Segment Synopsis: General chat while tea being made about arthritis, housework and that George Cullum has taken more of this on; hearing loss; having fallen over the previous week; knitting; views about Norfolk people; sisters and their age; son and how he's bought Ethel and George's bungalow for them; discussion of Norwich; offer of a lift; George Cullum recounts story about vistor from East Midlands finding one-way system difficult to navigate; discussion about shopping in Lowestoft.
Partial Transcript: EC: Ginger Rogers is right fat now. She was in a bath chair the last--
GC: Talking about the people who trained him to dance. Gene Kelly. And Fred Astaire. He said but Gene Kelly erm...
EC: 'Dancin' in the Rain' [referring to Singin' in the Rain].
GC: When he went to see Astaire eh, he said, "Can you tap dance?" He said, "Yeah." He said, "Give us a song." He said, "I know who taught you that. That Irishman."
GC: He said, "And he can't do it."
Segment Synopsis: Going through prompt book, discussion on various stars including Ginger Rogers, Fred Astaire; mention of interview with Tommy Steele; Gene Kelley, Charlie Chaplin; Pearl White (star of the 'Perils of Pauline' series); Bette Davis, Gracie Fields, Eve Arden; English v American films; Peter Sellers; Dirk Bogarde and others; confused Deanna Durbin with Shirley Temple; friend passed on copies of Picturegoer; liked Bette Davis, mention of The Little Foxes; mention of Harold Lloyd being best comedian; Frank Sinatra; Edward Horton; Eve Arden "She was always, eh, sort of in between. And very wicked." Some discussion of English vs American films;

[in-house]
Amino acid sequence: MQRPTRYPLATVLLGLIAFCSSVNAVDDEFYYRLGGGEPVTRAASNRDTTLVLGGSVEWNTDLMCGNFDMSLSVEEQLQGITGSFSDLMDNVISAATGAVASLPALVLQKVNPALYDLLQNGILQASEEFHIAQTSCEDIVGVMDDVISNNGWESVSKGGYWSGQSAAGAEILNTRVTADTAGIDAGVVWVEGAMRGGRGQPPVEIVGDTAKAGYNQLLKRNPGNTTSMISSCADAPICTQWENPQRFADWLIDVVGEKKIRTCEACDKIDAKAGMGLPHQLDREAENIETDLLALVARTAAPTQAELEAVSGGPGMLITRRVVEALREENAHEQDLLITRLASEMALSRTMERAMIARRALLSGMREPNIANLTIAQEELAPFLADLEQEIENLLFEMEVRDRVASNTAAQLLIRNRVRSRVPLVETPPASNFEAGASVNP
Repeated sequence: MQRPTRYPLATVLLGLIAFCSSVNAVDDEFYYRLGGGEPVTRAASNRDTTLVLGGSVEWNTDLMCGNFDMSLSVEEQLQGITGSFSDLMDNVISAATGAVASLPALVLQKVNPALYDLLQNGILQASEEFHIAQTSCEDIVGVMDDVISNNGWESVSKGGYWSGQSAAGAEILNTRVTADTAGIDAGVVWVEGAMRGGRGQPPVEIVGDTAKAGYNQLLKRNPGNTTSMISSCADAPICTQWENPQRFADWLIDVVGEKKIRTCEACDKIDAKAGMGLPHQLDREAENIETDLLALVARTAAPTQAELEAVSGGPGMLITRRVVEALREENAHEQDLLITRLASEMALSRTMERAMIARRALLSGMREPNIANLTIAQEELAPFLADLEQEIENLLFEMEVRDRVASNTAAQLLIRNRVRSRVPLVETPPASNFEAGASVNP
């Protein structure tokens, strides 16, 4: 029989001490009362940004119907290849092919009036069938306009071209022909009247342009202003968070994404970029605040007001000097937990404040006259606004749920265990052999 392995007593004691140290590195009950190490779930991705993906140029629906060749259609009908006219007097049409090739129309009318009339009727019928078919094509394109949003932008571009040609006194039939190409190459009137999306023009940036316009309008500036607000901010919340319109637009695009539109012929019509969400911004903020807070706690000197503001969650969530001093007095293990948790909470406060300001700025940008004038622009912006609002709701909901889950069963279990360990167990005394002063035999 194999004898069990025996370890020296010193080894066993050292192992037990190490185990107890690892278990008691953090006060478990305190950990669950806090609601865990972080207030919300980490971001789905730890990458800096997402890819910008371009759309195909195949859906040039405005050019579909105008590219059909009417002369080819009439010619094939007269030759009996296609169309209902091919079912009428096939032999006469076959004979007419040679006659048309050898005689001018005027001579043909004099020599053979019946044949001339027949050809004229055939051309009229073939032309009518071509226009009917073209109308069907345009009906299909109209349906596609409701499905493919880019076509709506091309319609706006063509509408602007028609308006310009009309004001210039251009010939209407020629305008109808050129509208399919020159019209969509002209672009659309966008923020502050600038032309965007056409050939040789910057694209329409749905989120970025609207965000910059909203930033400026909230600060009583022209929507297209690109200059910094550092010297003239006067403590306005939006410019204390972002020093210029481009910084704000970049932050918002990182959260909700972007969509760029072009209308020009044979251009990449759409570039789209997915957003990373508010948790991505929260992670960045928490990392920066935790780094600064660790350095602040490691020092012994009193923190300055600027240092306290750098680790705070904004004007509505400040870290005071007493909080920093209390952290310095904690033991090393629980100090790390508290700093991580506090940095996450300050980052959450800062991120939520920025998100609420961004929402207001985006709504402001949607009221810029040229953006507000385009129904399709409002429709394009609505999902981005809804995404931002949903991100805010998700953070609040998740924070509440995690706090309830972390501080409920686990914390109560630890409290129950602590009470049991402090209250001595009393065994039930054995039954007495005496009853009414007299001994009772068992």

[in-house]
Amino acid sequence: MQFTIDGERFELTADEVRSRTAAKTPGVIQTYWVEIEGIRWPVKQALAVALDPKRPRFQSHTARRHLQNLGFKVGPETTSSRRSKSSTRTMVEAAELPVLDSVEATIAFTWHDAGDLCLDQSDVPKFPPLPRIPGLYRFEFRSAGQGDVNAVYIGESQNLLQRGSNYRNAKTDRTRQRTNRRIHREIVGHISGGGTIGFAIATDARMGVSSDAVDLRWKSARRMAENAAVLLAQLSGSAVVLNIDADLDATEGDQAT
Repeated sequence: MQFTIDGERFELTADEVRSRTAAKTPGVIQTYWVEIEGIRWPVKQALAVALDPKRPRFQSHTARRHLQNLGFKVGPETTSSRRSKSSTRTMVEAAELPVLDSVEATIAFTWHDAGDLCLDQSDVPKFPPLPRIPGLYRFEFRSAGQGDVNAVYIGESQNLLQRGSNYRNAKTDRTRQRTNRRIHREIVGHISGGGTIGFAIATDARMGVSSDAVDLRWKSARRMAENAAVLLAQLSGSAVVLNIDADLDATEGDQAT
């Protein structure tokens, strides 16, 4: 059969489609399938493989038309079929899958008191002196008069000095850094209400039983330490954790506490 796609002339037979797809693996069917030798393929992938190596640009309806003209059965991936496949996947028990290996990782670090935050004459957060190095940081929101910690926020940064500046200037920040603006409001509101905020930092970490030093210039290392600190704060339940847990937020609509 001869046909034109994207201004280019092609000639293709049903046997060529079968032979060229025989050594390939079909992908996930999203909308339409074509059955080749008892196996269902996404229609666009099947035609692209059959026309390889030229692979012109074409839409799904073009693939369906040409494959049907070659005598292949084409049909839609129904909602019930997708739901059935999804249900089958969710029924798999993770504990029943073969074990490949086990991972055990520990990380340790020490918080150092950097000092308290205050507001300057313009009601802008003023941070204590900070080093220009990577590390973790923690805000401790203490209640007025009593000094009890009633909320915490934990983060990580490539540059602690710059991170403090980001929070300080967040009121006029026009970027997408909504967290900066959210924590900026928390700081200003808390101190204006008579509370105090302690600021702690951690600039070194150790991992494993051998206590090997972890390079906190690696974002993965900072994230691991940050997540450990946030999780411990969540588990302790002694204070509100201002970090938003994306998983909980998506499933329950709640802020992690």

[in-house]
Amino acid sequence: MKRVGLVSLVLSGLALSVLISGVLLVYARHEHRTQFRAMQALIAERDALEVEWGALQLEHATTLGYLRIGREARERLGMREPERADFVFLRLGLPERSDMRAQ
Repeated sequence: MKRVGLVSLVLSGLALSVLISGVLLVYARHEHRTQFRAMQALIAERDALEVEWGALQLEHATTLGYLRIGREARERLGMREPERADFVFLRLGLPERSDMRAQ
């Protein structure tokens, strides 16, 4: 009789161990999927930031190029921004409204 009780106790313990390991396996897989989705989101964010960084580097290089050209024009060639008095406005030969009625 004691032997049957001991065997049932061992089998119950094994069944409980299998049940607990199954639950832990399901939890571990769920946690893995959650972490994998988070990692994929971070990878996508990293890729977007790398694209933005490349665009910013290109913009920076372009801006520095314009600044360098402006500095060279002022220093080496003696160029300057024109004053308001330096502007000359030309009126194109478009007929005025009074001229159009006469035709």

Partial Transcript: EC: So we've been some help then?
VB: Very, very much. You really have.
EC: It's nice knowing you anyway.
VB: Well you too. I mean thanks very much for giving me your time and your knowledge. It's been great.
GC: It's just looking back really.
EC: Well if you liked anybody. I thought when I wrote that letter to that author, you know eh--
Segment Synopsis: Mention of Stephen Peart "the author", and how he had passed on details to CCINTB; discussion of spelling, dictionaries and crosswords GC:"keep your mind active... You never stop learning"; getting old and loneliness; importance of having a car; hobbies; mention by Ethel Cullum of her husband taking on some of the cooking and jobs once he retired (denied by GC), and how this would be important should anything happen to herself.